On Fri, Jul 1, 2011 at 5:39 PM, Duncan <1i5t5.duncan@...> wrote:
> One thing to keep in mind when we're talking about the download of
> historical binaries is the obligations of the GPL, etc, in that regard.
> But once you start shipping historical binaries, as we're talking here,
Actually, I wasn't thinking about providing historical binaries - just
ones matching those in a stage3. Binary distribution of stage3 is a
problem we already have license-wise.
The problem with just unzipping a stage3 on your system is that you
break all the package management tracking of files. The solution I'm
proposing is to just use a binary emerge to do the exact same thing
(perhaps selectively) so that everything is package managed.
Now, this will still break anything that has an RDEPEND on a system
package with a non-standard use flag. I suspect those kinds of issues
are going to be relatively rare. Also, they're easily fixed.
The real big problem with an emerge -uD world on a system that is a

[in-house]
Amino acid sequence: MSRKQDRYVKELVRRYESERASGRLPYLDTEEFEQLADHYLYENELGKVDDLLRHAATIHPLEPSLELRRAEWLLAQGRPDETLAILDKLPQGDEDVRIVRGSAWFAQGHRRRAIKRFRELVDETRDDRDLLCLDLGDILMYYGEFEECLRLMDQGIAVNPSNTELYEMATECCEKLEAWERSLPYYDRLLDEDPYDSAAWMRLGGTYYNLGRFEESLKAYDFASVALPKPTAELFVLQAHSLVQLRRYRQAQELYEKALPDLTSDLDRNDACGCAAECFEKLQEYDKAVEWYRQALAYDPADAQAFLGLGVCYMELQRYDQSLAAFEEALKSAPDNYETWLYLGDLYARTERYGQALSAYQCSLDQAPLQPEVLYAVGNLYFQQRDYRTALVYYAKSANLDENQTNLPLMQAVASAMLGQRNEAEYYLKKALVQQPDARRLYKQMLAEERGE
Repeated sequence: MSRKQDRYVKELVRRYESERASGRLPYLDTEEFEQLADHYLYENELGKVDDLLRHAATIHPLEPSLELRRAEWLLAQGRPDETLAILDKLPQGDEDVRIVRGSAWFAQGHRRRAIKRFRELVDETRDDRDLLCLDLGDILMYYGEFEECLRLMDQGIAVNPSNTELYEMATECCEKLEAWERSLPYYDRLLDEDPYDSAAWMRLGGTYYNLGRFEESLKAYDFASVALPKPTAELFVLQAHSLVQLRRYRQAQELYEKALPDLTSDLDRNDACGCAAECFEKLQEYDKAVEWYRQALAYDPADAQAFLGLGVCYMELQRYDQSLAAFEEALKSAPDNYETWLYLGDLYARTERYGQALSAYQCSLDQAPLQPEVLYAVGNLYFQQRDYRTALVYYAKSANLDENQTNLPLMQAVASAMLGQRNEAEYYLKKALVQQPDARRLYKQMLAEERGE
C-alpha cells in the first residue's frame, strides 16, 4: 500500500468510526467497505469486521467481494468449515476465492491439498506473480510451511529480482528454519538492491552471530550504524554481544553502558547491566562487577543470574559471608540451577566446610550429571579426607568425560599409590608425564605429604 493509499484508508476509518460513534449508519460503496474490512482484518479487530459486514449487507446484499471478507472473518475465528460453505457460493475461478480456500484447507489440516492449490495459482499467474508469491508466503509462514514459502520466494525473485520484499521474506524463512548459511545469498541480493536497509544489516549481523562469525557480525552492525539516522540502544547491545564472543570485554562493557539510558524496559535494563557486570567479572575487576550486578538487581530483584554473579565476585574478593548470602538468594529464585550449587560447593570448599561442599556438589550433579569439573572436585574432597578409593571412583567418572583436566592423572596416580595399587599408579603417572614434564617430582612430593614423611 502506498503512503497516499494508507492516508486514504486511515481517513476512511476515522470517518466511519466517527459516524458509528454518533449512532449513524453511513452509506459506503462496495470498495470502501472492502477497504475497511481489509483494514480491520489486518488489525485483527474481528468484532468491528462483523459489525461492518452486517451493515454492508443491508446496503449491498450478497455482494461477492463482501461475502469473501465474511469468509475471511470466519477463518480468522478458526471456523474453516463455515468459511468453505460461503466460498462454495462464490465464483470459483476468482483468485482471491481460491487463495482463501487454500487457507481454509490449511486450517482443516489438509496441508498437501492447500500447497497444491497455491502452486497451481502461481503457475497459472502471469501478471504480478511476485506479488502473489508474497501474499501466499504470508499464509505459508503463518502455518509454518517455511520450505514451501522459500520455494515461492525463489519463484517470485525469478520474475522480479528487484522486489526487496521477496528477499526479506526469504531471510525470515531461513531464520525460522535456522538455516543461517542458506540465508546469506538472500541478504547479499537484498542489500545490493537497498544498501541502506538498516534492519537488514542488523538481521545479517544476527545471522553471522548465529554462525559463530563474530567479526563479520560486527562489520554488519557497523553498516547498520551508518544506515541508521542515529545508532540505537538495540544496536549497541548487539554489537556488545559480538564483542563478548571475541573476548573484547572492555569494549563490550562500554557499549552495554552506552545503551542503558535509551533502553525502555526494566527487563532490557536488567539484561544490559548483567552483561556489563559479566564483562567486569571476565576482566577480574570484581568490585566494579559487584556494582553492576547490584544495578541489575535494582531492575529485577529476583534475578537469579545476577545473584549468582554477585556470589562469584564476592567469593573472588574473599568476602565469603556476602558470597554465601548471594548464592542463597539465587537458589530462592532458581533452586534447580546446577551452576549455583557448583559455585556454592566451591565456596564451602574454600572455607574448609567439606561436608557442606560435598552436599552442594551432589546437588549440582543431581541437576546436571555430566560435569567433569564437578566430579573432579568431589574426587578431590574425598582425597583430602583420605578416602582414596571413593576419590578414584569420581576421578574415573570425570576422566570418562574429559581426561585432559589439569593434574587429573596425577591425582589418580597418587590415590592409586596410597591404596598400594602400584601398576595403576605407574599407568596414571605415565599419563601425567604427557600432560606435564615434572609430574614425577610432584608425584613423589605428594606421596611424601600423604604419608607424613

year old is that the toolchain and other key system packages may not
be able to update themselves all in one shot. Maybe the new portage
doesn't run on the old python, or you have some kind of circular
situation where two toolchain packages don't build with the other's
Using a binary repository would let you get a USE-neutral clean copy
of any of that stuff installed. There are still things that could go
wrong (mostly related to fetching/extraction/python/portage), but the
number of components that need to be working for a binary install is
much lower than for a full build. So, I would think that it is pretty
likely that you could jump straight to a modern system if you did a
binary emerge. Then you could do a revdep-rebuild, or even an emerge
-e system/world to really clean things up.
Maybe there is some obvious flaw in my logic here...